Why is Vitamin D Important?
Adequate vitamin D levels are vital for optimal functioning of almost every organ system! It is responsible for the proper control of calcium and phosphate regulation in the body which contributes to muscle and bone health, and prevents osteoporosis. It also plays an important role in the normal functioning of the immune system, insulin production, and heart health. Immune disorders such as chronic fatigue syndrome, multiple sclerosis, inflammatory bowel syndrome and allergies have been linked to vitamin D deficiencies. Adequate levels of vitamin D are also needed for insulin production and deficiencies may affect insulin production in diabetics. Finally, recent research shows that adequate vitamin D levels prevent the uptake of LDL cholesterol by cells in arterial walls, and may assist in the prevention of coronary heart disease.
Why are So Many People Deficient in Vitamin D?
It is estimated that 75% of U.S. teens and adults are deficient in vitamin D. Here are the reasons why:
. Lack of sunlight exposure or use of sunscreen. Vitamin D is made by the skin when it is exposed to sunlight. If you are homebound, work indoors, or live in northern latitudes, it is possible that you are vitamin D deficient. Sunscreen also prevents the production of Vitamin D.
. Dark Skin. Melanin decreases the ability of the skin to make vitamin D in response to sunlight.
. Sub-adequate levels of Vitamin D consumption from fish, fish oils, egg yolks, cheese and beef liver.
. Your kidneys cannot convert Vitamin D to its active form due to decreased kidney function with aging.
. Your digestive tract may not adequately absorb Vitamin D, especially if you have medical conditions such as Crohn’s, cystic fibrosis, or celiac disease.
. You are obese. Vitamin D is stored in fat tissue and people with a body mass index of greater than 30 often have low vitamin D levels.
. Steroid use for chronic diseases lowers your vitamin D level.
How Do I Know if I am Deficient in Vitamin D?
. Chronic Muscle and Bone Pain. Muscle and bone pain may be initially mistaken for a chronic pain disorder, such as fibromyalgia. However, MayoClinic.com warns that severe deficits of vitamin D may lead to loss of bone and mineral content, leading to soft bones and osteoporosis.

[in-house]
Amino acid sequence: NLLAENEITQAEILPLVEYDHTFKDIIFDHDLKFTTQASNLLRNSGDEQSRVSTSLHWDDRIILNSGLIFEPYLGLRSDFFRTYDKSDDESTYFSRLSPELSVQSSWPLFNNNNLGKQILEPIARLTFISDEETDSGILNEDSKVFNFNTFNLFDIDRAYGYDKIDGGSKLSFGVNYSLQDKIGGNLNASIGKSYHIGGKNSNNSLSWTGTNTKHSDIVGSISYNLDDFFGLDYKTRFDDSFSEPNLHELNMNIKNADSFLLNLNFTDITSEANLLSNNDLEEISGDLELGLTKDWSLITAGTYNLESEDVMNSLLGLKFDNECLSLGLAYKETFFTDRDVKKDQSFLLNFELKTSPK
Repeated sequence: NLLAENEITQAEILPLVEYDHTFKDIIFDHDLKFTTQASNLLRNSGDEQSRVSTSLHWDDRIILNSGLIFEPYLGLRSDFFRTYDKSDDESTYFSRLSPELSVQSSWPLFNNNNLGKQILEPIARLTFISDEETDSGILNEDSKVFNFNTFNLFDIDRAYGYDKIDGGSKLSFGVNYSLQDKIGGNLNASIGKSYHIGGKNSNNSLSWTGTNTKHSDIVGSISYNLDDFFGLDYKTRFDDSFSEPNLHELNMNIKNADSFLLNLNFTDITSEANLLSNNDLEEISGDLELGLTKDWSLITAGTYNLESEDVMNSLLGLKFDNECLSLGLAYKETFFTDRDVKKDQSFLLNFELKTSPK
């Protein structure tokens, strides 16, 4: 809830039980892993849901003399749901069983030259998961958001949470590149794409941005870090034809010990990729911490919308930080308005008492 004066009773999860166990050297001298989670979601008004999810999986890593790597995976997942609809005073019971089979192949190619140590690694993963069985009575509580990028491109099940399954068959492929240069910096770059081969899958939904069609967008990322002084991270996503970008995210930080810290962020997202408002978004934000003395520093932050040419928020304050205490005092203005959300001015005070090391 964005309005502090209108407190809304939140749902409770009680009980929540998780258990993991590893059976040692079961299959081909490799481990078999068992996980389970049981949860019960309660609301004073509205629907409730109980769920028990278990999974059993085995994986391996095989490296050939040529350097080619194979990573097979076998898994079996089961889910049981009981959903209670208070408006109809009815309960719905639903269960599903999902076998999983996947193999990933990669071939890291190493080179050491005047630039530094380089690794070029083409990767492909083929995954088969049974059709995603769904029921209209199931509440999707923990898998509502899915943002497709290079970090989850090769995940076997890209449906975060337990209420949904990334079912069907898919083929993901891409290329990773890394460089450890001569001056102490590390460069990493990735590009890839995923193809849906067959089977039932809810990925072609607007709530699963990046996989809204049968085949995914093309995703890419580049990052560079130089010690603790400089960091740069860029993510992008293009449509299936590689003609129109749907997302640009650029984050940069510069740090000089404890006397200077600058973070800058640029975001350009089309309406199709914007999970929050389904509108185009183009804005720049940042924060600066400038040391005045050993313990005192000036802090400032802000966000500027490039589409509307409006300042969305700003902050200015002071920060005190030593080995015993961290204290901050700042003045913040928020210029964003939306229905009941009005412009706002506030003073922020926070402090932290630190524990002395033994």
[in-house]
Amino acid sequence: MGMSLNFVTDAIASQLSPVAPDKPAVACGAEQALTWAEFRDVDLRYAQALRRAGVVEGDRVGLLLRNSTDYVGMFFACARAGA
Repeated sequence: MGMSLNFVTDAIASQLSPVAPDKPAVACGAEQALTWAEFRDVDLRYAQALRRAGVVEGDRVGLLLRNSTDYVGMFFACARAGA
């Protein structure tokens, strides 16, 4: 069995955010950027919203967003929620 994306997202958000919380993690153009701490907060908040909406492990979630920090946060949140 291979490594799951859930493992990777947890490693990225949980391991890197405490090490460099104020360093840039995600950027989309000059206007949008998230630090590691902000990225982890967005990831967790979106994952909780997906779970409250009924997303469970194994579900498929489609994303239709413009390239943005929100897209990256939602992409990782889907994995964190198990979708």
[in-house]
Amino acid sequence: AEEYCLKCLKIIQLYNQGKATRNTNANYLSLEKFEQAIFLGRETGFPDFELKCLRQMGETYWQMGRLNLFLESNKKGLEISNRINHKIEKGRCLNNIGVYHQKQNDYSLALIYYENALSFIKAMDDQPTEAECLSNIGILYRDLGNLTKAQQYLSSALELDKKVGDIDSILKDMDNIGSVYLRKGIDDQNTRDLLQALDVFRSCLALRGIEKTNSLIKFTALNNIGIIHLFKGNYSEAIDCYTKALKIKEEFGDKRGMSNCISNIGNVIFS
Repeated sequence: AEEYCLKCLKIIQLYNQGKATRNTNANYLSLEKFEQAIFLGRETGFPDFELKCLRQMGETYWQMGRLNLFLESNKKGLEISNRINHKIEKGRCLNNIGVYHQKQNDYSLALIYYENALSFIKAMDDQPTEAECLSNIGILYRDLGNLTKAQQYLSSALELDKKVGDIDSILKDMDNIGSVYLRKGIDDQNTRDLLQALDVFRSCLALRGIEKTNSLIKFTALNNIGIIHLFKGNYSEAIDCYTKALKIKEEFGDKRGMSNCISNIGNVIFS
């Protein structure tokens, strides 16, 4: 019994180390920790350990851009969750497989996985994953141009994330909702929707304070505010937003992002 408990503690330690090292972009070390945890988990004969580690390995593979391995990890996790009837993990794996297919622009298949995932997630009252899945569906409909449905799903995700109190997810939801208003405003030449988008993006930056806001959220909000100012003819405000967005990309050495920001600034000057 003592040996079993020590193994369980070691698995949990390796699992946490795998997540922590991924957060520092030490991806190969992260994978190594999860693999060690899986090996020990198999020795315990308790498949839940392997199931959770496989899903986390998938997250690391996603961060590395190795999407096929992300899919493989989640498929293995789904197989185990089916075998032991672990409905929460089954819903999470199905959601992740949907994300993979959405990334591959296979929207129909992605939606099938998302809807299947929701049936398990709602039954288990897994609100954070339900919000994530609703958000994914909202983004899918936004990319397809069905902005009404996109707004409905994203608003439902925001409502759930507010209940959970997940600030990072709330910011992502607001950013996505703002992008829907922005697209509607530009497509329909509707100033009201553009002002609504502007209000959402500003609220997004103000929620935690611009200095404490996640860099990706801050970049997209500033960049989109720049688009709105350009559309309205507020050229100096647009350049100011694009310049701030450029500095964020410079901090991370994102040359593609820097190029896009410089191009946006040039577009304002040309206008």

. Emotional Changes. Dr. E. Sherwood Brown, MD, PhD a professor at the University of Texas Southwestern Medical Center in Dallas reports new findings that add depression to the spectrum of medical illnesses associated with low vitamin D. She even adds that people with a diagnosis of depression should consider a blood test to see if their vitamin D is low and consider supplements if needed.
. Immune Symptoms. A recent study at the University of Colorado Denver School of Medicine concluded that lower levels of vitamin D are associated with an increased risk for respiratory infections, such as the common cold and flu. Other studies show correlations to vitamin D deficiency exhibited in inflammatory and autoimmune diseases such as chronic fatigue syndrome, multiple sclerosis, inflammatory bowel syndrome and certain allergic conditions.
. Metabolism and Weight Control. University of Minnesota researcher Shalamar Sibley found that higher levels of vitamin D in subjects predicted greater fat loss while dieting. Other studies have shown deficiencies in vitamin D to be correlated with insulin resistance, increased abdominal fat, and inability to lose weight even on a reduced-calorie diet.
How Much Vitamin D Do I Need?
. Current recommended dietary allowance (RDA) for patients age 1-70 is 600 international units (IU).
. The recommended dietary allowance (RDA) for patients age 70+ is 800 international units (IU).
. For patients who have a true vitamin D deficiency, doses as high as 5,000 – 50,000 IU may be recommended.
. Vitamin D supplements are usually sold over-the-counter as Vitamin D3. You may also see supplements formulated as D2, but most healthcare providers encourage D3, as it is the most natural form and has a more stable shelf life. Vitamin D3 is also more effective at raising and maintaining the vitamin D blood test and has been utilized in most clinical trials.
. Food sources that are high in vitamin D include: fatty fish such as cod liver oil, swordfish, salmon, sardines, and tuna. Also beef liver, fortified orange juice and fortified milk and yogurt products.
The 25-hydroxy vitamin D test is the most accurate way to measure how much vitamin D is in your body. The normal range is 30 – 80 ng/mL. A lower level indicates vitamin D deficiency, which should be discussed with your primary health care provider. Ideally, levels of >50-80 are adequate for bone and overall health of individuals.
Sub-Optimal Vitamin D Levels May Inhibit Weight Loss
Research shows that sub-optimal vitamin D levels may inhibit weight loss in obese patients. Additionally, studies show higher baseline vitamin D levels predicted greater loss of abdominal fat. Weightloss is blazing a trail with their unique strategy and approach to weight loss. Vitamin D is just one of the many components considered in initial testing for new patients determined to meet their weight loss goals.
Through a medically-supervised program, Weightloss combine FDA-approved appetite suppressants, dietary supplements, vitamin and mineral based injections, and vitamins with nutritionally guided meal planning and exercise counseling.
At the core of the program is a diet comprised of lean protein, low carbohydrates, low fats, and low glycemic index fruits and vegetables. Once the patient reaches his or her weight loss goal, they move into the Short-Term Maintenance phase. In this phase, your daily calorie and energy expenditures are increased to maintain your new weight. The final phase, called the Wellness phase, truly demonstrates the long-term vision of Weightloss.